Price, the secretary of the Department of Health and Human Services, said the estimate that 14 million people would lose insurance in a year, and another 10 million over the following nine years, was "virtually impossible."

Last month, Nike released a new digital ad targeted to women in the Arab world. It features different women athletes in the Middle East, including figure skater Zahra Lari from the United Arab Emirates; fencer Inès Boubakri from Tunisia and boxer Arifa Bseiso from Jordan.

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Let's ask what the numbers in a Republican health insurance bill really mean.

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A few months ago, at her office in Houston, Kate Rubins was feeling weird.

She was dizzy, she says — "staggering around like a 2-year-old who had just learned to walk." She was constantly looking at her desk to make sure the objects on top weren't floating away.

Rubins wasn't going nuts. She was just readjusting to Earth after living without gravity for four months, hundreds of miles above the planet's surface.

An orangutan named Rocky is helping scientists figure out when early humans might have uttered the first word.

Rocky, who is 12 and lives at the Indianapolis Zoo, has shown that he can control his vocal cords much the way people do. He can learn new vocal sounds and even match the pitch of sounds made by a person.

A new report finds that the Republican bill to repeal and replace the Affordable Care Act would reduce the federal deficit by $337 billion over a decade but would also leave 24 million more Americans uninsured during that same period.

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On Monday, as GOP leaders tried to rally Republican lawmakers to support their health care proposal, the non-partisan Congressional Budget Office released a report showing that the plan would lead to an estimated 14 million fewer people with health insurance by next year.

A three-year campaign in Howard County, Md., aimed at curbing the community's sweet tooth led to a significant decline in sales of sugary drinks.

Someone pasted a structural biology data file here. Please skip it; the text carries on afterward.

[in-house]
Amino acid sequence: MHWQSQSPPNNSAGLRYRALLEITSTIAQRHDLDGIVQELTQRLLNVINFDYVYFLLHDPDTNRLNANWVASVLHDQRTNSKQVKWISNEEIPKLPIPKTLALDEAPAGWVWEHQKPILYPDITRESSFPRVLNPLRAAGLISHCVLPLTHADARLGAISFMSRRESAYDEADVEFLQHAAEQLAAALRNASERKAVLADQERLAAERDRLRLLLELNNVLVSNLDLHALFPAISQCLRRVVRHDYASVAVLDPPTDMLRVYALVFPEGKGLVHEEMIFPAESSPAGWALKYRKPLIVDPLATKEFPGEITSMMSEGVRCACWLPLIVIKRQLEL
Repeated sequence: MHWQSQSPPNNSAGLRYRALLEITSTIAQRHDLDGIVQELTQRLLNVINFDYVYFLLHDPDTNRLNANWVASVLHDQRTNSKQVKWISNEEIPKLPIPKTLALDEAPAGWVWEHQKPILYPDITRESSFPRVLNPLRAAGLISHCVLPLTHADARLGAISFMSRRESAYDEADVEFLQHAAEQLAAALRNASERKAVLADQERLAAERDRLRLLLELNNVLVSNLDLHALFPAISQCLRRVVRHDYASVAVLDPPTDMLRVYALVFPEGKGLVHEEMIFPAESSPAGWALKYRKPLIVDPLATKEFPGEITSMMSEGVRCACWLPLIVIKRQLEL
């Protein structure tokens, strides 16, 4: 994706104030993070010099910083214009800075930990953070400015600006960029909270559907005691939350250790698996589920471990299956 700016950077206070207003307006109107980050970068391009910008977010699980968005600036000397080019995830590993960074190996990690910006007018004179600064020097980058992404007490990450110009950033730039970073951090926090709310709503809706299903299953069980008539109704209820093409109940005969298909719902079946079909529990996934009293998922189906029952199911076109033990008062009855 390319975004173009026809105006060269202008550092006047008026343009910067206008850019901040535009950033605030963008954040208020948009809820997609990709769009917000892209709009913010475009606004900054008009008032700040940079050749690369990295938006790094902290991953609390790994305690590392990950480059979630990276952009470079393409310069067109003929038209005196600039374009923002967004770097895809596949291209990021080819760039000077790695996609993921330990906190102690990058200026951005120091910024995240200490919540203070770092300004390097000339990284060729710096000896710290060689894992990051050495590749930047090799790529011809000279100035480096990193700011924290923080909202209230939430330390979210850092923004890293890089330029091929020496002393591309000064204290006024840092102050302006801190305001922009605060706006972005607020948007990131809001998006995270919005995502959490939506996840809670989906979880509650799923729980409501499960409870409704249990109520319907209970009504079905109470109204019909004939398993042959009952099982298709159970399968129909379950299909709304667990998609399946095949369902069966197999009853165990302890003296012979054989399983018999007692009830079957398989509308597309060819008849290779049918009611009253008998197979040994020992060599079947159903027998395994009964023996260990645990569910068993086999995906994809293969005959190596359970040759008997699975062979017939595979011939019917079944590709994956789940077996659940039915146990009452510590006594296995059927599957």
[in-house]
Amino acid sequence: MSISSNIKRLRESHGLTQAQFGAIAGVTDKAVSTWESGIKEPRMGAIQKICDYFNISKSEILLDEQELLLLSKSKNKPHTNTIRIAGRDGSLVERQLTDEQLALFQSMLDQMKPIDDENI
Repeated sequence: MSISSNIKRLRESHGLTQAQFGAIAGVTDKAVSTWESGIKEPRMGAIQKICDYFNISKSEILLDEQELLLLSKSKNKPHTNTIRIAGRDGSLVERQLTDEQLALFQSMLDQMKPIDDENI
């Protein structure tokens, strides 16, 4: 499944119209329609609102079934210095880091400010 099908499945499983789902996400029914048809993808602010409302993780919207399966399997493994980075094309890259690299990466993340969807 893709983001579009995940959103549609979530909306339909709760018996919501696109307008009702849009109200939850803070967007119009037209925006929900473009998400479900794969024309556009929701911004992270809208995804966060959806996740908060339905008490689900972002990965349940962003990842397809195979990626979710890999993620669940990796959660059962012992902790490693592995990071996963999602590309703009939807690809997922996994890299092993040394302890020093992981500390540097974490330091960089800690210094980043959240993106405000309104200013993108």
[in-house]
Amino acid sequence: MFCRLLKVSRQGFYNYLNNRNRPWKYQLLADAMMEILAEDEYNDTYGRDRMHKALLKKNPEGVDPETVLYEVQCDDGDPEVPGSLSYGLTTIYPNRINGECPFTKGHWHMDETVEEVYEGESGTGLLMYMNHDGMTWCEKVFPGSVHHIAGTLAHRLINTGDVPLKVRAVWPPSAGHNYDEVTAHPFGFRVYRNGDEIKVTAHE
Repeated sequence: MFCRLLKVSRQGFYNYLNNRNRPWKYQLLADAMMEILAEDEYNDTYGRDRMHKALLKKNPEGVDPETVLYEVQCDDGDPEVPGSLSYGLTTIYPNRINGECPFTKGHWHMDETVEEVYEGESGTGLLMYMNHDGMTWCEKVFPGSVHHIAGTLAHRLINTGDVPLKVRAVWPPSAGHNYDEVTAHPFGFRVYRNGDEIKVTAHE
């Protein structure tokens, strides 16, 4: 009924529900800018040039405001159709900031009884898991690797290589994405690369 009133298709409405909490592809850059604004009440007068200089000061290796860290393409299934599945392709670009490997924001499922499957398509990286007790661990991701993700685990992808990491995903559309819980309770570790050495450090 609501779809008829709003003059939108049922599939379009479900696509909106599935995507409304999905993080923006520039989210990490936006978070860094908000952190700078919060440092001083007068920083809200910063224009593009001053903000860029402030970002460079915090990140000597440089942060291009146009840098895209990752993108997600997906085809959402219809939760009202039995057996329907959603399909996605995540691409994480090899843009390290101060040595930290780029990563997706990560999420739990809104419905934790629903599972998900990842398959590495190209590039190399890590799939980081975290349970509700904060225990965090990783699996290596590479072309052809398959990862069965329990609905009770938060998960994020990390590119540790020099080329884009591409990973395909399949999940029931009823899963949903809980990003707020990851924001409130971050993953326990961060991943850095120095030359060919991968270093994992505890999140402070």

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Baby injuries associated with nursery products like carriers, strollers and cribs are on the rise, a study shows.

The study, published Monday, found a 23.7 percent increase in injuries to young children related to nursery products between 2003 and 2011. In all, the authors analyzed 21 years of emergency department data.

A bill introduced in the Texas House of Representatives on Friday would fine men for masturbating, allow doctors to refuse to prescribe Viagra and require men to undergo a medically unnecessary rectal exam before any elective vasectomy.

State Rep. Jessica Farrar, who introduced the bill, tells The Texas Tribune she knows the satirical legislation will never be passed. But she hopes it will start a conversation about abortion restrictions.

The measure turns the language of abortion laws against men.

Should the Irish Giant be allowed to rest in peace?

That's the question swirling around the bones of Charles Byrne, a literal giant from Ireland who was an 18th century celebrity.

Chemotherapy remains one of the mainstays of cancer treatment, but these harsh drugs are slowly being edged aside in medical research, as new treatments, like immunotherapy, grab the spotlight.

Still, this is not the end of the road for chemotherapy. For one thing, doctors are coming to realize that some of these drugs are useful for more than just killing cancer cells.

Many people are worried about how potential changes to the federal health law might affect them. But few are as concerned as those with pre-existing health conditions.